Also my internship boss at The Next Wave, David Esrati, wrote about my little fifteen minutes of fame on the next wave blogging site.
I have resently discovered that the article is also posted MarketingPower.com News. For this website click here.
By TOM DAYKIN
Posted: July 24, 2006
The world is full of laws: laws of nature (Sir Isaac Newton, apple falling from the tree, etc.), constitutional law (go ahead, burn a flag) and Murphy’s Law (as in: assembling a child’s toy on the night before Christmas).
And now, we have Man Laws.
Those are the pronouncements of the Men of the Square Table, Miller Lite’s panel of 10 famous and not-so-famous men.
Is it time to retire the high-five? Absolutely, the Men declare in one TV commercial – but only after a suitable replacement can be found.
OK to date your best friend’s ex-girlfriend? Only after six months, they say – and only if she’s drop-dead gorgeous.
“People are paying attention to these ads,” said Peter Marino, spokesman for Milwaukee-based Miller Brewing Co., which counts Miller Lite as its most popular brew.
Of course, you’d expect a Miller spokesman to say that. But others are saying it, too.
Trade publication Ad Week’s Web site calls the campaign “slightly more thoughtful” than your run-of-the-mill beer ad. The New York Times says the spots “add threads of thought” to the beer business.
Then there’s blogger Jeff Swartz, a Dayton, Ohio, college student whose age and gender land him squarely in Miller Lite’s targeted demographic.
“The commercials are funny and effective,” said Swartz, 21, who’s pursuing a career in advertising. He posted an item about the campaign on his Web log, www.swartzonmedia.wordpress.com, after repeatedly hearing friends quote lines from the TV spots.
According to Advertising Age, IAG Research has listed the Burger King Stacker commercial as the most liked commercial of the last month ( June 19th-July 16th). IAG produces a top ten commercials of the month list which can be viewed here.
The ad I speak of is the one where little construction guys are building BK Stackers. The worker in charge has a big piece of meat fall on him as another worked says, “boss…the meat!”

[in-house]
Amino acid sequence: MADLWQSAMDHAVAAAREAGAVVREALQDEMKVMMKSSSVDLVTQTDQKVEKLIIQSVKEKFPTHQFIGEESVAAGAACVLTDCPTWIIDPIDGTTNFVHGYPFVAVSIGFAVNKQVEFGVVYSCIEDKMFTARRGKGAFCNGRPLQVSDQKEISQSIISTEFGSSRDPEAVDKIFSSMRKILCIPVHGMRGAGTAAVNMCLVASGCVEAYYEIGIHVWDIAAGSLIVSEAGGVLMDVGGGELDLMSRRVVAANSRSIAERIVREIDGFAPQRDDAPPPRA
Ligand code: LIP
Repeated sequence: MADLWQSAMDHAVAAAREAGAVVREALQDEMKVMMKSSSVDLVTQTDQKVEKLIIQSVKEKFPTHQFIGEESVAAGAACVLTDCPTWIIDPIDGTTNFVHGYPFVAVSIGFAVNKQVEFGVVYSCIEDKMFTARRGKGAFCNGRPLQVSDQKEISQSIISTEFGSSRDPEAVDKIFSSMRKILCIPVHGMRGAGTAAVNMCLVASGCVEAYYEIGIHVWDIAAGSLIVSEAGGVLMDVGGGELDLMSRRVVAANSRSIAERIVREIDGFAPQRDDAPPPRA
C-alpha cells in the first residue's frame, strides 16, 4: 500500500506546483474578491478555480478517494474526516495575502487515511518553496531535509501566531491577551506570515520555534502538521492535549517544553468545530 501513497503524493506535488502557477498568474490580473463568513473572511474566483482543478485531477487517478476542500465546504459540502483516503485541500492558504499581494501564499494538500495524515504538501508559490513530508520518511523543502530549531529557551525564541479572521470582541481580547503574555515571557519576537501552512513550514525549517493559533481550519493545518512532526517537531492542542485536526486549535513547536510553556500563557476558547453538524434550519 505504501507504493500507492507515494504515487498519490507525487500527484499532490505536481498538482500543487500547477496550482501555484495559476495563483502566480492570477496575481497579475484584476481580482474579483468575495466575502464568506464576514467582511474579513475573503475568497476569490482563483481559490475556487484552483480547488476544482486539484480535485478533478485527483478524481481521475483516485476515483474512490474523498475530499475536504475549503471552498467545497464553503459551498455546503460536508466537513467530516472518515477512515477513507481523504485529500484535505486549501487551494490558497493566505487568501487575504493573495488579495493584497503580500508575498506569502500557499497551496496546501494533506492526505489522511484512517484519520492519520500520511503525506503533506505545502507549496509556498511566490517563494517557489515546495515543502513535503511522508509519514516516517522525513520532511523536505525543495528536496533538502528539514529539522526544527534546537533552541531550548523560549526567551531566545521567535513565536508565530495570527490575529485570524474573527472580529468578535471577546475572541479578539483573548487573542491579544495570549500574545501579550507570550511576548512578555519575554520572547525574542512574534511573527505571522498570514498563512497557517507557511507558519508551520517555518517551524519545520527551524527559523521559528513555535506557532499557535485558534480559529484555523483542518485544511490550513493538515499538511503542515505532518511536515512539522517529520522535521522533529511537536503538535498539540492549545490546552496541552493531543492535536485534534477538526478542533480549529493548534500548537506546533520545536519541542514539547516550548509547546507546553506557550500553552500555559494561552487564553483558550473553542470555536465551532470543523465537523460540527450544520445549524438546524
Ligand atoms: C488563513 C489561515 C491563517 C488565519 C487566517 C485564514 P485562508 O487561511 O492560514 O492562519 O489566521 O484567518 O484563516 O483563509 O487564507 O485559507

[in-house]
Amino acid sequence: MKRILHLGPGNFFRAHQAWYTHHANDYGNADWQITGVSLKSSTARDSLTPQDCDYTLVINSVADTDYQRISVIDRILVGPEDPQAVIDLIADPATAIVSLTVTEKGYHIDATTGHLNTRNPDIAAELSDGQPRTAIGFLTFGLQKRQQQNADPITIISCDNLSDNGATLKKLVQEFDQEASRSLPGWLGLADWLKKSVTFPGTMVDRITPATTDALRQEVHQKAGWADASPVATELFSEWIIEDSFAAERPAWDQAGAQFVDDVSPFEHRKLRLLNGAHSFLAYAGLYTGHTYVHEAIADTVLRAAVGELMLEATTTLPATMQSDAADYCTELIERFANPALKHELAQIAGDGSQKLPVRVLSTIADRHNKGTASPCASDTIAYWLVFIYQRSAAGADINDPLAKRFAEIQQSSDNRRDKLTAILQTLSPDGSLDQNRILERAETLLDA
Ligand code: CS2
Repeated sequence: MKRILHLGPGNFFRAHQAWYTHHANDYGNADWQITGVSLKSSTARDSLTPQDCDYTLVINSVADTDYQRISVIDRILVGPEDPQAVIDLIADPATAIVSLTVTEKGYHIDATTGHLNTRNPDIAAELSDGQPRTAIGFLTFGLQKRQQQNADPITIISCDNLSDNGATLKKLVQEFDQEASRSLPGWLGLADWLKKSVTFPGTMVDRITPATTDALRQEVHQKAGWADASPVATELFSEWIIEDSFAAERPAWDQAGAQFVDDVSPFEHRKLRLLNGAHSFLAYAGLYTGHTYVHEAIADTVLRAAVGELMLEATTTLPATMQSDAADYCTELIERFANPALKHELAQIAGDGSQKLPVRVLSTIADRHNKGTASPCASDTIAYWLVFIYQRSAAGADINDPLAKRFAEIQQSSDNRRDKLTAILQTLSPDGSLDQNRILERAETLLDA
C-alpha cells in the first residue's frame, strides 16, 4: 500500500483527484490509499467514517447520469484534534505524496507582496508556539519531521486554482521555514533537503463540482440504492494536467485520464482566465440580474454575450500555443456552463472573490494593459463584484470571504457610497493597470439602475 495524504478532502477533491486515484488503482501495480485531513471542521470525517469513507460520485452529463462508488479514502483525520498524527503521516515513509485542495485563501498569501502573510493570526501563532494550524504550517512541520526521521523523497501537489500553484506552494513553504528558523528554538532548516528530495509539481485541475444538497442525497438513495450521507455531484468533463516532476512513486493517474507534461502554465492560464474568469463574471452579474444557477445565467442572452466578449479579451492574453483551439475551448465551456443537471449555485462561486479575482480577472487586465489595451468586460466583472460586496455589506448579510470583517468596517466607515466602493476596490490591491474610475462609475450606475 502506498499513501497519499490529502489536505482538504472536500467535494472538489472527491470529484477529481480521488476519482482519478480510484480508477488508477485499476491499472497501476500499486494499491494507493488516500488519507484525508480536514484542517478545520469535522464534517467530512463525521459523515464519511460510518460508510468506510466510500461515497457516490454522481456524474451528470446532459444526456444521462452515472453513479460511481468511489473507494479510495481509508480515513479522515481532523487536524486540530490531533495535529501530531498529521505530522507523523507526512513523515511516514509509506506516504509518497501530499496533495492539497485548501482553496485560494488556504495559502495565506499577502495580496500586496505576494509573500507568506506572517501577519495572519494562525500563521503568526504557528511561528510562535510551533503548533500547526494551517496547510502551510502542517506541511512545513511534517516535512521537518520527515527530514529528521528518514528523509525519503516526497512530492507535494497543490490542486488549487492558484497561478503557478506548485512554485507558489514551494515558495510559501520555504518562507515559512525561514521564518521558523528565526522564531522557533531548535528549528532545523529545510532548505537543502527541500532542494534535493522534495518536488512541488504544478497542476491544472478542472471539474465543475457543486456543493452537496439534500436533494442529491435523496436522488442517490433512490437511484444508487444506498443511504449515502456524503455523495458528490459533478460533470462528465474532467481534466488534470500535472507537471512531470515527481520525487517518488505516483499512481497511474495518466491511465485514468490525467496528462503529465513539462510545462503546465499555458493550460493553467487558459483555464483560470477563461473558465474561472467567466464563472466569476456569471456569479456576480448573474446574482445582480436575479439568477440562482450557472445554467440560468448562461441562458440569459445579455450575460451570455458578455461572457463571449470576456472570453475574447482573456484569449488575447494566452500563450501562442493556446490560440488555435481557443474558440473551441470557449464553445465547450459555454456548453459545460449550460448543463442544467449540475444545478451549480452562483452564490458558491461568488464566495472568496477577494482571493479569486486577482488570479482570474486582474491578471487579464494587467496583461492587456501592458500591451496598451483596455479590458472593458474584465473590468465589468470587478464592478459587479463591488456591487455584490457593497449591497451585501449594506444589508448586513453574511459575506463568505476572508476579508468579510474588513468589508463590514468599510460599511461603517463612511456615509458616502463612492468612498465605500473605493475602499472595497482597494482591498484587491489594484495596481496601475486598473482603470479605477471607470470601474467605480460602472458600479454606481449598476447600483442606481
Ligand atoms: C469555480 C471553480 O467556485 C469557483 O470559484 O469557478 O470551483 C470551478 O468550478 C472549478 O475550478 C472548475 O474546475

I’ve found the commercial to be entertaining…nothing absolutely brilliant, but I have eaten a BK Stacker since I’ve seen it. But it is my kind of burger…I would have gotten it even if the commercial was a flop.
As I was researching the ad I found a 3 minute and 30 second behind the scenes film of the making of the BK Stacker commercial. To watch this click here.
NBC, Toyota Make Deal
July 21, 2006
By John Consoli/Mediaweek
NBC becomes the first broadcast network to offer advertisers guarantees based on engagement. Court TV has done some deals on the cable side based on viewer-engagement guarantees.
This is very off topic, but I found it so amusing that I had to write about it. This is by far the coolest optical illusion I have ever seen. When you are told to look away I have found that it is best to look at a post or calender. Just try it and it’ll make you go “wow.” Click here to see it.
This game is more funny than fun. In fact the only reason I’m writing about it is because it is humorous.
The point of the game is to move Zidane around using you’re mouse and head butt as many Marco Materazzis as you can using the mouse button. To play click here.
The funny videos of different countries’ views on the head butt can be found here. They have a German, French, Italian, American, and the press’s view on the hit. Pretty funny.
Volkswagen has brought back the small and affordable Rabbit. This was most likely brought back due to the high gas prices and the push for smaller more fuel efficient automobiles.
The commercial I am talking about took me a few seconds to understand the creativity in it. I am talking about the Rabbit commercial were the car are acting like actual rabbits (chased by dogs, jumping in the air, going in tunnels, and matting like crazy). I thought it was creative, and enjoyed the part with the multi colored car which represents a spotted rabbit. Very creative. Give it a look by clicking here.